Invasive Parasitic Fly Attacks the Galapagos Martin

The Galapagos martin is an endangered endemic bird. This individual and its nest were observed on the 30th of April 2017.

The Galapagos martin (Progne modesta) is an endemic species, which means it is only found on the archipelago. Due to its low numbers, it is categorized as an endangered species by the International Union for the Conservation of Nature (IUCN). However, very little is known about its biology and natural history, including information about threats to its conservation.

It is a priority for the Charles Darwin Foundation (CDF) and the Galapagos National Park Directorate (GNPD) to determine if this bird is affected by the invasive fly, Philornis downsi, one of the biggest threats to landbirds of the archipelago. Currently, the fly is threatening 18 species of endemic landbirds and one native bird, since its larvae feed on the blood of chicks and can cause their death.

The Philornis downsi fly at the CDRS lab.
The Philornis downsi fly at the CDRS lab. Photo by: Sam Rowley / CDF.

Spotting martin nests, however, isn’t easy due to the fact that it nests in cliffs near the sea. Since some these locations are tourist sites, in 2014 naturalist guides were asked to look for and report nests. In March of 2017 various guides reported having seen a nest with chicks in Tagus Cove (west of Isabela Island). The next month, ornithologists of the Charles Darwin Research Station (CDRS) went to the area to check the sighting. They found two nests under construction and one nest with an egg incubating. This year, scientists returned to this location and with the help of the crew on a GNPD ship, they collected the inactive nest to analyze it.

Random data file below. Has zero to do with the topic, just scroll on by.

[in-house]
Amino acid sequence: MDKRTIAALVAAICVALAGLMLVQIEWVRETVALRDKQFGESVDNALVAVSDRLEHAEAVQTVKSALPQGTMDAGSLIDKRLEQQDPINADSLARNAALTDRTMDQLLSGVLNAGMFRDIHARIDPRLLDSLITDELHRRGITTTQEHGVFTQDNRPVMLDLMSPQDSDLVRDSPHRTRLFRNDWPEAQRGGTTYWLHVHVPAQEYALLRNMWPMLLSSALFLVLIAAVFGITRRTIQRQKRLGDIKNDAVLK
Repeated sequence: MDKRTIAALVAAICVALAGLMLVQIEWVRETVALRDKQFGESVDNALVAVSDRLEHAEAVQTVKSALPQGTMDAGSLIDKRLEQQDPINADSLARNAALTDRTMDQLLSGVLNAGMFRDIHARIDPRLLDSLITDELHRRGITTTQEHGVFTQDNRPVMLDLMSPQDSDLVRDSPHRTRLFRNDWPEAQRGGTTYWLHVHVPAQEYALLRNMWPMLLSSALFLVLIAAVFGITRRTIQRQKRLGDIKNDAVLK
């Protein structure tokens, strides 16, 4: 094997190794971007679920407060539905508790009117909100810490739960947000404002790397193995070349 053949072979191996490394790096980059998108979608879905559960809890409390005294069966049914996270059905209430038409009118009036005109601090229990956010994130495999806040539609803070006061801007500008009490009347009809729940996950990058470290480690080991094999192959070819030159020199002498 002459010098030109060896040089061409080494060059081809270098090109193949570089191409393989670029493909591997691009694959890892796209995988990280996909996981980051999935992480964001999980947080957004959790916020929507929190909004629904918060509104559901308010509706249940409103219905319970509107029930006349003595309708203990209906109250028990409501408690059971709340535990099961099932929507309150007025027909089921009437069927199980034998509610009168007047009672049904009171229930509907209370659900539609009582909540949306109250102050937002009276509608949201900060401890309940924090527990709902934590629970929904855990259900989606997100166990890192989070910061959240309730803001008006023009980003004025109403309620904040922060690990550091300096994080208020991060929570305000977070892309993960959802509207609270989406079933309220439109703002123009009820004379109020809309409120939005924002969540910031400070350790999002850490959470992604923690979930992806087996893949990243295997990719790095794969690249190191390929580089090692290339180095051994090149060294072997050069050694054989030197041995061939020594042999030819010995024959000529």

Presence of Philornis downsi in the nest.
Presence of Philornis downsi in the nest. Photo by: David Anchundia / CDF.

Ornithologists found 13 pupae of Philornis downsi in this martin’s nest, which is alarming. As explained by researcher David Anchundia,

“It’s not only worrisome that the fly parasitizes this bird, but also surprising that the fly is able to find nests and survive in extreme conditions, such as those of a crack in a cliff by the sea.”

Cliff and cave where the nest was found, a few meters from the sea.
Cliff and cave where the nest was found, a few meters from the sea. Photo by: David Anchundia / CDF.

The CDF, in collaboration with the GNPD, plan to inspect more Galapagos martin nests to evaluate the impact of Philornis downsi. Reports by guides will be vital to keep researching. Also, we are planning to determine if Philornis downsi parasitizes other birds in this habitat.

Brown noddy terns (Anous stolidus galapagensis) nesting with an egg, four meters from the collected nest.
Brown noddy terns (Anous stolidus galapagensis) nesting with an egg, four meters from the collected nest. Photo by: David Anchundia / CDF.

This urgent work depends entirely on the support of our followers. With your donation, our team will find out more information about the impact of Philornis downsi on Galapagos landbirds and find mechanisms to protect them.

A Galapagos martin hunting.
A Galapagos martin hunting. Photo by: David Anchundia / CDF.

The “Charles Darwin Foundation for the Galapagos Islands”, in French “Fondation Charles Darwin pour les îles Galapagos”, Association International sans but lucratif (“AISBL”), has its registered office located at Drève du Pieuré 19, 1160 Brussels, and is registered under the trade registry of Brussels under the number 0409.359.103.

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